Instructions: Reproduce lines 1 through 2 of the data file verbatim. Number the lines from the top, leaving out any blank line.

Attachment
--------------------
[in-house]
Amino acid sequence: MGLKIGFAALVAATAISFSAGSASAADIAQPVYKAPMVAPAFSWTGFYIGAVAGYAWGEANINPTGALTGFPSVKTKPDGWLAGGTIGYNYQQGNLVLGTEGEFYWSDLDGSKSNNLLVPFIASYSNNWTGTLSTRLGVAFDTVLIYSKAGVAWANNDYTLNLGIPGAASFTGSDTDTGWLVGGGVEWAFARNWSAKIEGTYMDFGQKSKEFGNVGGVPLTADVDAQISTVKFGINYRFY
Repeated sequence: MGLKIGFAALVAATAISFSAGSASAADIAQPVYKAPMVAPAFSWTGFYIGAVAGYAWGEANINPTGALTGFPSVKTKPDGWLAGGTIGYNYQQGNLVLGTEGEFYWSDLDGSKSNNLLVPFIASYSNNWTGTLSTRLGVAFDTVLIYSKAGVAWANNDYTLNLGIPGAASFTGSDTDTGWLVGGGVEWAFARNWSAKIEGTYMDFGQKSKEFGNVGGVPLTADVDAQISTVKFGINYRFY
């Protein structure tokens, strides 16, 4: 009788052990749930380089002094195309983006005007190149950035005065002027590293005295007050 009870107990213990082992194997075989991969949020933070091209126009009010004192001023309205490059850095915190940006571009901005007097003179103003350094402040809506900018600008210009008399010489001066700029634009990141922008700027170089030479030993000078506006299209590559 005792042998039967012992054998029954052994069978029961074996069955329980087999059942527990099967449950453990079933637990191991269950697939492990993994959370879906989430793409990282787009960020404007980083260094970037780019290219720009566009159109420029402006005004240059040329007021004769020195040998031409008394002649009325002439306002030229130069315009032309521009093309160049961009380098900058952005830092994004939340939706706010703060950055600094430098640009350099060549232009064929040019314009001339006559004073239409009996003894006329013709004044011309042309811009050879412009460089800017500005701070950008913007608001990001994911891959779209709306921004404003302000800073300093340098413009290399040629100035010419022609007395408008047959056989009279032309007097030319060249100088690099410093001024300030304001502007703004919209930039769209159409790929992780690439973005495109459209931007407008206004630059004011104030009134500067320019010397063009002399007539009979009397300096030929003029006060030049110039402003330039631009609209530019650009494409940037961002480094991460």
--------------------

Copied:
[in-house]
Amino acid sequence: MGLKIGFAALVAATAISFSAGSASAADIAQPVYKAPMVAPAFSWTGFYIGAVAGYAWGEANINPTGALTGFPSVKTKPDGWLAGGTIGYNYQQGNLVLGTEGEFYWSDLDGSKSNNLLVPFIASYSNNWTGTLSTRLGVAFDTVLIYSKAGVAWANNDYTLNLGIPGAASFTGSDTDTGWLVGGGVEWAFARNWSAKIEGTYMDFGQKSKEFGNVGGVPLTADVDAQISTVKFGINYRFY